Weight‐HbA1c‐insulin‐glucose model for describing disease progression of type 2 diabetes

We evaluated this idea on a population that underwent diet and exercise, as well as including an additional postprandial glucose factor and transit compartments to describe hemoglobin A1c formation

S Choy


Scholarcy highlights

  • There have been a number of models describing biomarkers of diabetes, ranging from empirical to more mechanistic models. The commonly used biomarkers for diagnosis and subsequent monitoring of disease progression are fasting plasma glucose, fasting serum insulin, and glycated hemoglobin A1c
  • It has been hypothesized that the weight loss is tightly linked to improved insulin sensitivity, such that plasma glucose concentrations decrease with maintained insulin concentrations. de Winter et al. published a mechanism-based model for type 2 diabetes mellitus that describes the disease progression and treatment effects of oral antidiabetic drugs on FSI, FPG, and HbA1c
  • The following data were used in the analysis: weight, which was collected every two weeks during the run-in and titration phase, and every four weeks during the maintenance phase, FSI collected at the start of the run-in and titration phase, and twice during the maintenance phase, FPG collected from the start of the run-in until the end of the maintenance phase, and HbA1c collected from the start of the run-in phase until the end of the maintenance phase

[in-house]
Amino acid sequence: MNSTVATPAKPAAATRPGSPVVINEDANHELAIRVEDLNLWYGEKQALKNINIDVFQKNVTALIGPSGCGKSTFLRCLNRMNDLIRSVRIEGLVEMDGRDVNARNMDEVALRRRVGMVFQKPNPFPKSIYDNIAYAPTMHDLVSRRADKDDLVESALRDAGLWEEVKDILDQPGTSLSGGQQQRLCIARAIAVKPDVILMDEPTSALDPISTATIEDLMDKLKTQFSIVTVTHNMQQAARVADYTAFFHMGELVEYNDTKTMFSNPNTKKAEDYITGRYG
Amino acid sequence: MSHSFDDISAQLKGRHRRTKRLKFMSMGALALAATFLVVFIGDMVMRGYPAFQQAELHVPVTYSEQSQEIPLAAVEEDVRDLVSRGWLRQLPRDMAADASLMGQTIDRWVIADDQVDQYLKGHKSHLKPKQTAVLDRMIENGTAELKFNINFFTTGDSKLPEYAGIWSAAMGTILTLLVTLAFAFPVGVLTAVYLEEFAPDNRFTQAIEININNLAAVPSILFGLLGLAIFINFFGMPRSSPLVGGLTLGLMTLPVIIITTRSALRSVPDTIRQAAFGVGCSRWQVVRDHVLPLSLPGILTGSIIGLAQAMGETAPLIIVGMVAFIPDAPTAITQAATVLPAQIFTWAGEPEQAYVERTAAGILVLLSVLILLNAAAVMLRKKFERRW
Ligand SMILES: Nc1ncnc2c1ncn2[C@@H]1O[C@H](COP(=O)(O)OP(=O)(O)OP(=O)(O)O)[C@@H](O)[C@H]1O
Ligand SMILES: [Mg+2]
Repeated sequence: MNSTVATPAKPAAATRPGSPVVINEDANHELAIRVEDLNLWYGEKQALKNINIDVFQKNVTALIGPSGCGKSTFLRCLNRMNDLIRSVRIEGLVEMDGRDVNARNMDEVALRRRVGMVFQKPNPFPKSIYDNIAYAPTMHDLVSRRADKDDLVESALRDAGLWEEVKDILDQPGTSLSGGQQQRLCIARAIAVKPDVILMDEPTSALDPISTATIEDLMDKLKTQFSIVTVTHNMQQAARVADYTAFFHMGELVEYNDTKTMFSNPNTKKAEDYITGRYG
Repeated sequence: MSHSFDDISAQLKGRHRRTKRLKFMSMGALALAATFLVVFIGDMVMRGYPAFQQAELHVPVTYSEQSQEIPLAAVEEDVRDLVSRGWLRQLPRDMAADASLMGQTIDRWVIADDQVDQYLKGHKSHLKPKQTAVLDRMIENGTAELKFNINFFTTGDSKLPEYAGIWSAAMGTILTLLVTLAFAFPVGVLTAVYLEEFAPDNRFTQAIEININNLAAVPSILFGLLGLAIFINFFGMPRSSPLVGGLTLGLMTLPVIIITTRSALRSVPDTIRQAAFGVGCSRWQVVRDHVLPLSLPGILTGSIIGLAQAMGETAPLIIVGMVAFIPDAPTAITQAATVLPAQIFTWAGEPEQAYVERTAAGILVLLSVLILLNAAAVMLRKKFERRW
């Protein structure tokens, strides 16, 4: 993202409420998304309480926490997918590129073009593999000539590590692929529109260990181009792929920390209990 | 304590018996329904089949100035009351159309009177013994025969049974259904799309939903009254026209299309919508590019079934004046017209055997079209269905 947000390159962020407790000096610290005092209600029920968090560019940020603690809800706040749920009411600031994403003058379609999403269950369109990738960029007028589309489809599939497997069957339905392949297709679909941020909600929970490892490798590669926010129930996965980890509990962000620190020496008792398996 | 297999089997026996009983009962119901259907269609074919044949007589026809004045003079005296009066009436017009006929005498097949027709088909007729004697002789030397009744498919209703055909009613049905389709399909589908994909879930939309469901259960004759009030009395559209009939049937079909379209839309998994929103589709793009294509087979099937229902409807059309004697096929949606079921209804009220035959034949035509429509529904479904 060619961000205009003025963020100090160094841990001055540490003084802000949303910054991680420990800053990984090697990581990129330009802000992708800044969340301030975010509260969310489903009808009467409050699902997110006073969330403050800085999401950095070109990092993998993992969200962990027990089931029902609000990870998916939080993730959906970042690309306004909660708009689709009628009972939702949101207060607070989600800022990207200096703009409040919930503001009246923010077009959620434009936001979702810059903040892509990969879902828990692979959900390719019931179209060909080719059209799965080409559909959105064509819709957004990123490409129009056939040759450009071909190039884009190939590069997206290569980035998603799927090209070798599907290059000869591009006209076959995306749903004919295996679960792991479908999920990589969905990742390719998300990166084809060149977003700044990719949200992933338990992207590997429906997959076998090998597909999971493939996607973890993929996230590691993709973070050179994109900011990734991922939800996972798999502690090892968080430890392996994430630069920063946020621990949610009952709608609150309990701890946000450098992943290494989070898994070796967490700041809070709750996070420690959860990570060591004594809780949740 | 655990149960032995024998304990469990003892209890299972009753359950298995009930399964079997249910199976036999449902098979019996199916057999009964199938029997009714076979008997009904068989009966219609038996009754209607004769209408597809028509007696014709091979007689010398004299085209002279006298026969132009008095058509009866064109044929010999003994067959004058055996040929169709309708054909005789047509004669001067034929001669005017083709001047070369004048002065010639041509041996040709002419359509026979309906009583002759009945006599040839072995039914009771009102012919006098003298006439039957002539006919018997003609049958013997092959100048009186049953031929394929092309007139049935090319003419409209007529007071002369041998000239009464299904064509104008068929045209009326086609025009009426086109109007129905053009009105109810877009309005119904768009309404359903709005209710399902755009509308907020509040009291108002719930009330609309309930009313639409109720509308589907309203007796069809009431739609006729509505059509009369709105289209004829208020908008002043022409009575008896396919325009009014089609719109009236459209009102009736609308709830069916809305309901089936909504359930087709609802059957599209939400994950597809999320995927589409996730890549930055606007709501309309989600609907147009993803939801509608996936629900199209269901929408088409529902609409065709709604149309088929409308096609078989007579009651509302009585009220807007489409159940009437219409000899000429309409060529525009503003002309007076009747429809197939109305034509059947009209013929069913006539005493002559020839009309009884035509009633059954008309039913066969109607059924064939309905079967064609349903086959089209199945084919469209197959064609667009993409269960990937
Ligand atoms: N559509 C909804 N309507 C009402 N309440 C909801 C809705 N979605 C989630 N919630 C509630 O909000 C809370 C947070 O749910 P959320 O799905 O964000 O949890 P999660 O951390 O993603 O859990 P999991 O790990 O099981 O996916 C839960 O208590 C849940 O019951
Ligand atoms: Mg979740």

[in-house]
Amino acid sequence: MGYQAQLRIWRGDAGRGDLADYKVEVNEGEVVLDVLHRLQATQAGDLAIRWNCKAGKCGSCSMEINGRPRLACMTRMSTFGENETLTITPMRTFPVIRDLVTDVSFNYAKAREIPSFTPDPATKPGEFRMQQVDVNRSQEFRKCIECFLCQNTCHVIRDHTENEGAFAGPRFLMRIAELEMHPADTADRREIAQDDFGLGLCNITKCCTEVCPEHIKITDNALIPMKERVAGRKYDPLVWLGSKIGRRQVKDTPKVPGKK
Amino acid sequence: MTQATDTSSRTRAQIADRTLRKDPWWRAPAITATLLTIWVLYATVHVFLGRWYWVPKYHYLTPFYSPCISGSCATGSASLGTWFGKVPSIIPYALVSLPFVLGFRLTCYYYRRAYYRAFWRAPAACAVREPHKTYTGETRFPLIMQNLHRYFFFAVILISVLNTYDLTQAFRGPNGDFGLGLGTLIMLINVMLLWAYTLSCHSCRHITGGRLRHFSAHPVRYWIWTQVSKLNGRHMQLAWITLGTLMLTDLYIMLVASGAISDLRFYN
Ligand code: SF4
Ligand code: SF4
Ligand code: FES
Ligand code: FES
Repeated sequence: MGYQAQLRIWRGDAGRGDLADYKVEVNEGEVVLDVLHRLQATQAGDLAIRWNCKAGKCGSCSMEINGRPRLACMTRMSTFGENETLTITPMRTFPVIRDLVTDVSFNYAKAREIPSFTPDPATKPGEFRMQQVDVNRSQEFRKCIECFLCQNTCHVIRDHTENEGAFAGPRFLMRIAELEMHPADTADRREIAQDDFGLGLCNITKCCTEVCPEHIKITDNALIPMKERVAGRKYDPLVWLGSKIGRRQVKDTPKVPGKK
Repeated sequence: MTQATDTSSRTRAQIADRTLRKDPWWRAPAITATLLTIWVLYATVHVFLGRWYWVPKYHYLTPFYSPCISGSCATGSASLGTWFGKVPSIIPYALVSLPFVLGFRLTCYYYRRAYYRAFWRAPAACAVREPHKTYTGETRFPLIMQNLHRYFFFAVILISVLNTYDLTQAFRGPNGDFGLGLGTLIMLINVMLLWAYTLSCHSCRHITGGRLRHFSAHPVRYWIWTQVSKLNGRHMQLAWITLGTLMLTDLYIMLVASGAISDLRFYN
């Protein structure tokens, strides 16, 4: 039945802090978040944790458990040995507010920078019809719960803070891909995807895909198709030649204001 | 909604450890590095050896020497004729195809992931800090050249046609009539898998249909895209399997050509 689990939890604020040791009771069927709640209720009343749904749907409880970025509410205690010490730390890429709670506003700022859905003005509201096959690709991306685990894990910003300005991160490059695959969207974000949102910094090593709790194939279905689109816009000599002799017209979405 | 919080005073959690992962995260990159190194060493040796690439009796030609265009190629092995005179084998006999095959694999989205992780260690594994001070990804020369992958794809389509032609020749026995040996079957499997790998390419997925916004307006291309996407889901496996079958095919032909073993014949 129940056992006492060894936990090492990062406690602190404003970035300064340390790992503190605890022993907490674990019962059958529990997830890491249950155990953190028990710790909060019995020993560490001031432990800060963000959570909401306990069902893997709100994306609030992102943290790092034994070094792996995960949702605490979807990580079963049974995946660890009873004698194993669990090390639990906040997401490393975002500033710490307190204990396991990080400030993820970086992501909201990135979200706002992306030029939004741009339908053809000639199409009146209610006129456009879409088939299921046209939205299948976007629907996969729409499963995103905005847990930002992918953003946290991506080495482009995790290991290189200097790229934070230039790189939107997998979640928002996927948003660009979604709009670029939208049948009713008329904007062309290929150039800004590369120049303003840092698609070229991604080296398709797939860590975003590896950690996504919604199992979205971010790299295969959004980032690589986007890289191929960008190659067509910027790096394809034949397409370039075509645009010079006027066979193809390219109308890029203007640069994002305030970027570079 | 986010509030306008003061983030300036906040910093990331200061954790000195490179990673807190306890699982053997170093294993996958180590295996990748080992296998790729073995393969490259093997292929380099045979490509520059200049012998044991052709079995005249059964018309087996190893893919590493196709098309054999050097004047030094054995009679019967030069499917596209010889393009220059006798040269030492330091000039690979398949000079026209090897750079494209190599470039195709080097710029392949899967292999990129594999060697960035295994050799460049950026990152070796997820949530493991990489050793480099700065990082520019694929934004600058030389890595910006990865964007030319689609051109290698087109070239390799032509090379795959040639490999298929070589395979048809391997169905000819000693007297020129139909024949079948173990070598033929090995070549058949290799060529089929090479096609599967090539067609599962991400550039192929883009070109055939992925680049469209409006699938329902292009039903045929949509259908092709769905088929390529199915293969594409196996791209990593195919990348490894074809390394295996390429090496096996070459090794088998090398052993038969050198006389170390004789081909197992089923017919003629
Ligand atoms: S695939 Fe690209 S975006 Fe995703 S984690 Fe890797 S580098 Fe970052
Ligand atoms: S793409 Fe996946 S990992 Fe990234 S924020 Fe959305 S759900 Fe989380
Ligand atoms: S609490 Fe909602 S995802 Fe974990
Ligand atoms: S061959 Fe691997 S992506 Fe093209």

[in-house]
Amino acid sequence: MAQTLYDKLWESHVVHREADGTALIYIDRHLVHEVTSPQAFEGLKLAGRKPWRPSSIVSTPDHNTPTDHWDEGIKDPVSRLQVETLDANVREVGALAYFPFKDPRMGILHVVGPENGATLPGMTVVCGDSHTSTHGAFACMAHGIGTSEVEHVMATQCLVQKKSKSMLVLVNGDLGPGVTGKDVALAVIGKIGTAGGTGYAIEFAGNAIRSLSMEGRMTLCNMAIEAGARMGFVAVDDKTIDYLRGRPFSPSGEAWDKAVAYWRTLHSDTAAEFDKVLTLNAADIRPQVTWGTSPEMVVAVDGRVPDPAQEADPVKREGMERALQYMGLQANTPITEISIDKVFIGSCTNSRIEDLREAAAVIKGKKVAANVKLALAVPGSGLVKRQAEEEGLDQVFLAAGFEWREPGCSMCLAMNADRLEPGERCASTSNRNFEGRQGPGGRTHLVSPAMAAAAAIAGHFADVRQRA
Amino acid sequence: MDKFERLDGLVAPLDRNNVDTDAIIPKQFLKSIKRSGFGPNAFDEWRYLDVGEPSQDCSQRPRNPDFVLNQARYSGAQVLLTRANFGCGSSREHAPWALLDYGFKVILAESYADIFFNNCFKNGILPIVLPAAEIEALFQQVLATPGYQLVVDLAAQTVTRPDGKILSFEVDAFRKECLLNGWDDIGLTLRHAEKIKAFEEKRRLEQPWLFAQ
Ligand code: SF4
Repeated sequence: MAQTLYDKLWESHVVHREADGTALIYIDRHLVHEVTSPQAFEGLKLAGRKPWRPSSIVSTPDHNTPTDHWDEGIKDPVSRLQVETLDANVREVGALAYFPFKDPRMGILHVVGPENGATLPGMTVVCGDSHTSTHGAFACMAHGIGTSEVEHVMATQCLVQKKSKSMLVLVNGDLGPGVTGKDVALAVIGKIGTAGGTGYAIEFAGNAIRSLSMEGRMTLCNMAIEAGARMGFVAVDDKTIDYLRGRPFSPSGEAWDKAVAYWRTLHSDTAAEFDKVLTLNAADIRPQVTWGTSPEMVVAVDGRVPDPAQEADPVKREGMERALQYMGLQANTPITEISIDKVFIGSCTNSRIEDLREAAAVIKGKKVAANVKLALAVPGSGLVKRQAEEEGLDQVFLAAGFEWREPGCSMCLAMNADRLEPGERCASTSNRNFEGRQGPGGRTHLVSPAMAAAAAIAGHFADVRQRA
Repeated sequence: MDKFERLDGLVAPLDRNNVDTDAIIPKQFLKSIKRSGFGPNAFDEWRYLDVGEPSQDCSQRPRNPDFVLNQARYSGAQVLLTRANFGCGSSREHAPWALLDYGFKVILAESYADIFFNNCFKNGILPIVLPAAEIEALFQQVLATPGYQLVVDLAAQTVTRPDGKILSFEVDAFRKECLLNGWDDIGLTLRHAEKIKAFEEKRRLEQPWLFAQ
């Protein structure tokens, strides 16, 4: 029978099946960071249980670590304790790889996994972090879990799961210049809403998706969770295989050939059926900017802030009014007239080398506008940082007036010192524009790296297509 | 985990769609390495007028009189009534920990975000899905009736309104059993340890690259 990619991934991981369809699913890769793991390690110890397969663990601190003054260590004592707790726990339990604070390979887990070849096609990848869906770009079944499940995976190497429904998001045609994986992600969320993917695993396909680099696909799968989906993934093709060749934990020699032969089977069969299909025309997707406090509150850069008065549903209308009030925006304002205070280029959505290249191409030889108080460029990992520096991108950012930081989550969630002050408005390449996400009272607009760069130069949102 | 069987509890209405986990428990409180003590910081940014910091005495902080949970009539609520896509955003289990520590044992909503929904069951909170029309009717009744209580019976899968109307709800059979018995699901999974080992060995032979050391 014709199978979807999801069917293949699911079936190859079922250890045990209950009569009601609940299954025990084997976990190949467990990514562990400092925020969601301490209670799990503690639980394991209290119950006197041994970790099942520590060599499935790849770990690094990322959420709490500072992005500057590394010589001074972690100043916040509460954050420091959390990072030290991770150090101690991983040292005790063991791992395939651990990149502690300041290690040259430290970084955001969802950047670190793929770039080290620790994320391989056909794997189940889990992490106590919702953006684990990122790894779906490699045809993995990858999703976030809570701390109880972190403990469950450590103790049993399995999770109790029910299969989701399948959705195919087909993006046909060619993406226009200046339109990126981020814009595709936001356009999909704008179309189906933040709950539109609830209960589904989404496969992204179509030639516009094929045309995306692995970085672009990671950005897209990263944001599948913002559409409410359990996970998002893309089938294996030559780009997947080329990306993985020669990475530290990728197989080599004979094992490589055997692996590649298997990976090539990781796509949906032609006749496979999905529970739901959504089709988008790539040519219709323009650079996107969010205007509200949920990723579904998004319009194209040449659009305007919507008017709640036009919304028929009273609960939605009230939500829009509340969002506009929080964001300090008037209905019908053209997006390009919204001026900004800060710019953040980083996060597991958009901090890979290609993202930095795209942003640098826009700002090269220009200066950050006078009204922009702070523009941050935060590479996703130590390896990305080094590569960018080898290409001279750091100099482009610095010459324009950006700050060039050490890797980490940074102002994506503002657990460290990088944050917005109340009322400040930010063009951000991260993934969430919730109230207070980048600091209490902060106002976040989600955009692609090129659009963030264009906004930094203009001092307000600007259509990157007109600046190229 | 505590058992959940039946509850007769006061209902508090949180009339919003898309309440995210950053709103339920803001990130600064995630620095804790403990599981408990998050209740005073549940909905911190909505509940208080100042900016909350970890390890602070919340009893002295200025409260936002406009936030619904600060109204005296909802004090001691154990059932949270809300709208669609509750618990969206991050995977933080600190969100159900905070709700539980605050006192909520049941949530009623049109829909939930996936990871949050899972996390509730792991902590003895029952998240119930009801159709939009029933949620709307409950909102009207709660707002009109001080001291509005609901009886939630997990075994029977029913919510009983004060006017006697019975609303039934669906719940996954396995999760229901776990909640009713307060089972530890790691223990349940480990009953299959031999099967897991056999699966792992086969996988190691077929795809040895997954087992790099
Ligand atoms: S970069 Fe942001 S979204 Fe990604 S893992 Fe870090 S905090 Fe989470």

• We have evaluated the concept of using weight change as a driver for insulin sensitivity in a semi-mechanistic model, subsequently using changes in insulin sensitivity to describe FSI, FPG, and HbA1c in a diabetic population
  • In the WHIG model, the mechanismbased relationship between body weight change and insulin sensitivity was implemented as a linear function scaled to absolute weight change, which could be problematic if a patient had instead gained more than 10 kg in weight, as this would result in a negative insulin sensitivity
  • This was not an issue in our current study, a nonlinear function, such as an Emax function, would ensure a nonnegative insulin sensitivity when extrapolating beyond the data we used for modeling
  • To the authors’ knowledge, this was the first thorough study in which weight change was implemented in a semi-mechanistic model to quantify its effects on insulin sensitivity to predict the changes of fasting plasma glucose, fasting serum insulin, and hemoglobin A1c in humans with type 2 diabetes mellitus

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